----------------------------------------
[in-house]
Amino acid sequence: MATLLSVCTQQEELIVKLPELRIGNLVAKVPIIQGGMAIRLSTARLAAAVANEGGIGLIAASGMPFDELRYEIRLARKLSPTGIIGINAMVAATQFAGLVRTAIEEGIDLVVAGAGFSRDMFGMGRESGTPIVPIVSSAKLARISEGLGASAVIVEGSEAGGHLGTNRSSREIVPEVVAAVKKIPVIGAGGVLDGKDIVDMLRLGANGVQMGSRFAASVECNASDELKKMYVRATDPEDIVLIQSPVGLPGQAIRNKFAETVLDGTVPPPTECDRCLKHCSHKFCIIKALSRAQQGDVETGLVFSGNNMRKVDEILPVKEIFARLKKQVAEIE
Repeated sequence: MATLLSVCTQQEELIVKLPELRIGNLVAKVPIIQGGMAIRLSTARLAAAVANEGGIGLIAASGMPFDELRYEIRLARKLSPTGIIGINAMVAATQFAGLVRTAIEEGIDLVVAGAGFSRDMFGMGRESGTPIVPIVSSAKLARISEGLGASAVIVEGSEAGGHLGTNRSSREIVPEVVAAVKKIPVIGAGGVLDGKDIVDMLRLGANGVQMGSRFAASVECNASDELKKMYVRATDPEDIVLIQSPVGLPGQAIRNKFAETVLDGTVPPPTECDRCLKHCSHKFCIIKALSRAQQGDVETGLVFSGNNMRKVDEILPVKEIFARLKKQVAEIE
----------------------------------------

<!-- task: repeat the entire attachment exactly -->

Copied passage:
[in-house]
Amino acid sequence: MATLLSVCTQQEELIVKLPELRIGNLVAKVPIIQGGMAIRLSTARLAAAVANEGGIGLIAASGMPFDELRYEIRLARKLSPTGIIGINAMVAATQFAGLVRTAIEEGIDLVVAGAGFSRDMFGMGRESGTPIVPIVSSAKLARISEGLGASAVIVEGSEAGGHLGTNRSSREIVPEVVAAVKKIPVIGAGGVLDGKDIVDMLRLGANGVQMGSRFAASVECNASDELKKMYVRATDPEDIVLIQSPVGLPGQAIRNKFAETVLDGTVPPPTECDRCLKHCSHKFCIIKALSRAQQGDVETGLVFSGNNMRKVDEILPVKEIFARLKKQVAEIE
Repeated sequence: MATLLSVCTQQEELIVKLPELRIGNLVAKVPIIQGGMAIRLSTARLAAAVANEGGIGLIAASGMPFDELRYEIRLARKLSPTGIIGINAMVAATQFAGLVRTAIEEGIDLVVAGAGFSRDMFGMGRESGTPIVPIVSSAKLARISEGLGASAVIVEGSEAGGHLGTNRSSREIVPEVVAAVKKIPVIGAGGVLDGKDIVDMLRLGANGVQMGSRFAASVECNASDELKKMYVRATDPEDIVLIQSPVGLPGQAIRNKFAETVLDGTVPPPTECDRCLKHCSHKFCIIKALSRAQQGDVETGLVFSGNNMRKVDEILPVKEIFARLKKQVAEIE